Demonstrators at Red River Women’s Clinic as abortions continue after Dobbs v Jackson decision

Abortions resume at North Dakota's only abortion clinic following last Friday's Supreme Court ruling which overturned Roe v. Wade.

FARGO, N.D. (KVRR) – Abortions resume at North Dakota’s only abortion clinic following last Friday’s Supreme Court ruling overturning Roe v. Wade.

North Dakota Attorney General Drew Wrigley says the Red River Women’s Clinic must shut down on July 28.

“I am against abortion because I think it’s a human life at conception. I’m all for women’s rights until it comes to killing another person,” Anna Brendemuhl of Fargo said.

The anti-abortion crowd is usually outside the clinic every Wednesday and demonstrators say more people are showing up since Roe v. Wade was overturned.

“Nothing changed I don’t think. We probably won’t do them in North Dakota. They’re just gonna move on. I didn’t come in the winter but now that the weather’s good. I come every week. I don’t protest. I pray and what I say to the mom is, ‘Mom, please let your baby live,'” Mary Mann of Fargo said.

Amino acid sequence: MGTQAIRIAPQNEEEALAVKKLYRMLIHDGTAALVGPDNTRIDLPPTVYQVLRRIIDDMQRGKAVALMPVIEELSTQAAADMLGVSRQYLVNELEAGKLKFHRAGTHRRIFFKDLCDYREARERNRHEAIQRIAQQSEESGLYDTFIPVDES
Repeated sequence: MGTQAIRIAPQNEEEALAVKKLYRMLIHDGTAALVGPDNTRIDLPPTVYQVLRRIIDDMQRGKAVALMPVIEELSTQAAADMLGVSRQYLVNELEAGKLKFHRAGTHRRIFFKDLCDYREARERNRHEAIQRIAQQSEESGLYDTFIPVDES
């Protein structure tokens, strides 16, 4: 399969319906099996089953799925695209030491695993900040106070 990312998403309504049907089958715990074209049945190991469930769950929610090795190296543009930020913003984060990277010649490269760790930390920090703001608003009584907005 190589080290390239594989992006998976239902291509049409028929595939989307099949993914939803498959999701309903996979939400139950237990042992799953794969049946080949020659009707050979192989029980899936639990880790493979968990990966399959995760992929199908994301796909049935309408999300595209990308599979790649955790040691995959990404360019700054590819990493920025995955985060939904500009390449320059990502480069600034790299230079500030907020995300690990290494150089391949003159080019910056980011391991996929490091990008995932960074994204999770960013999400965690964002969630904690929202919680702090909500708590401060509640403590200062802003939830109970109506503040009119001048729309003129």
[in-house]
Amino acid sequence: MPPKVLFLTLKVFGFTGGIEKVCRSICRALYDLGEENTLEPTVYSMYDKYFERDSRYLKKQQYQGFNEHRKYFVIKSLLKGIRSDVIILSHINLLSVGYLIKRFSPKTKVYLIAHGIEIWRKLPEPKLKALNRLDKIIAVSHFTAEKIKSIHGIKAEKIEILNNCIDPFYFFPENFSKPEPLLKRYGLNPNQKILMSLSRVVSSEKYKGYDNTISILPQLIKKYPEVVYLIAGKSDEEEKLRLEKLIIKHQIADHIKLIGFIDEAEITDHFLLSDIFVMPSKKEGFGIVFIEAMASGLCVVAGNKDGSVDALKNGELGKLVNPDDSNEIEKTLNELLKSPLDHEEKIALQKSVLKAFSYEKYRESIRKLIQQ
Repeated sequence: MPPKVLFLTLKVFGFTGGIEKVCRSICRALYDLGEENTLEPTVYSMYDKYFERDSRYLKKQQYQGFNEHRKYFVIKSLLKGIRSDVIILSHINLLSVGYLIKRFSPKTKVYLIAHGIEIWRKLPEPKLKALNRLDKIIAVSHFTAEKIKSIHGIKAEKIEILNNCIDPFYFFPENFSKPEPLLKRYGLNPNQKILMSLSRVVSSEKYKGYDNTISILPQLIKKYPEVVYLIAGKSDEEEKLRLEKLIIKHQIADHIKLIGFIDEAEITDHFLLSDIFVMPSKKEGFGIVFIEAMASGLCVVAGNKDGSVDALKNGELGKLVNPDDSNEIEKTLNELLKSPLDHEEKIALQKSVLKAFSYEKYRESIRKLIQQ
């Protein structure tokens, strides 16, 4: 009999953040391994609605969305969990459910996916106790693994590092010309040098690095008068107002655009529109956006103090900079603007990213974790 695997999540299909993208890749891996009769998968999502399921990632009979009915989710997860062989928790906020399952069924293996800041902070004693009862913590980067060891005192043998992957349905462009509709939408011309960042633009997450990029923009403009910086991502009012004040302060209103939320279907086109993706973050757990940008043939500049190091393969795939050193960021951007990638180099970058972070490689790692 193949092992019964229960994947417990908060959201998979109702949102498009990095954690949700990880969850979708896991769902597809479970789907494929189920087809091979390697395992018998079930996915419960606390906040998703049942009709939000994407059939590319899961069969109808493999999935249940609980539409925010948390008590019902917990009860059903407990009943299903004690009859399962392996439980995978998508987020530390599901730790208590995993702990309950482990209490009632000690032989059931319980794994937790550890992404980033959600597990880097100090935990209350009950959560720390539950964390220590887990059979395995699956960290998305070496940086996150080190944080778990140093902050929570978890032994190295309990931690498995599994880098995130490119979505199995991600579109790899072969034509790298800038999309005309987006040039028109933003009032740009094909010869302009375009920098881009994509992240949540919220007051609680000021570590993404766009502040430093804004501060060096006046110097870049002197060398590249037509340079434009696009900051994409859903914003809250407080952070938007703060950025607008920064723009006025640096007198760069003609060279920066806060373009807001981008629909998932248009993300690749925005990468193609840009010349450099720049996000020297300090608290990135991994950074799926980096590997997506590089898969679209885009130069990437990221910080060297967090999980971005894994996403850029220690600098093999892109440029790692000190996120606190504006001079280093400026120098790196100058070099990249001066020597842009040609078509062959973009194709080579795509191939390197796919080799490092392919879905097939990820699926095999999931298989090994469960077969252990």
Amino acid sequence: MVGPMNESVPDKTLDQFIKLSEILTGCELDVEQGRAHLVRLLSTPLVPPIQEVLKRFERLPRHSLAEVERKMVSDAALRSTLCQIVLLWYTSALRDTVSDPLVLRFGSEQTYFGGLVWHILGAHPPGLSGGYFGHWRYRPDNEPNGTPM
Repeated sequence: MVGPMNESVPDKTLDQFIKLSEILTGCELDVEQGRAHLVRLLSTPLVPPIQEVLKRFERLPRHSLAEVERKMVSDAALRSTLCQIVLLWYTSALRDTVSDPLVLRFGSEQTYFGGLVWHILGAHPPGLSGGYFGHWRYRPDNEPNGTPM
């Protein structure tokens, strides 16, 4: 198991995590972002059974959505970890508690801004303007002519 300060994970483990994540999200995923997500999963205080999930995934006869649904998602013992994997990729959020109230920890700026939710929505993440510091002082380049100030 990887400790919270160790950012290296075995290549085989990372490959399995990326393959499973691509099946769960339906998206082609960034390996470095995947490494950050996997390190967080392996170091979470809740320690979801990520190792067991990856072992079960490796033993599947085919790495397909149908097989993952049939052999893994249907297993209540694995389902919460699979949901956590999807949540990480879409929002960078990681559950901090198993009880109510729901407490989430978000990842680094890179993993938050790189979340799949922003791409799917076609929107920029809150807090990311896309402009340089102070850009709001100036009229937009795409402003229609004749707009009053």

“I’ve had a lot of things said to me while I was here. Yeah. Definitely. We get a lot of, like, ‘the blood of babies is on your hands and you’re gonna have to answer to God for it,’ or being called deathscorts. I kind of roll together after a while, I’ve had a lot of things said to me,” Clinic Escort Lyndi Williams said.

The clinic plans to move to Moorhead and anti-abortion protesters say they will follow.

“I probably will go over to Moorhead. I don’t know what it’s gonna be like over there. If it’s more of a private place, we might not even have options to talk to any of the women going in at all. I guess I’ll just see what happens. I’ll continue coming out here until it’s gone,” Brendemuhl said.

“It’s one of those situations that’s been said before. Making abortions illegal isn’t gonna stop abortions, it’s just gonna stop safe abortions,” Williams said.

A GoFundMe page created for the clinic’s move to Moorhead has raised more than $800,000.

Categories: Health, Local News, North Dakota News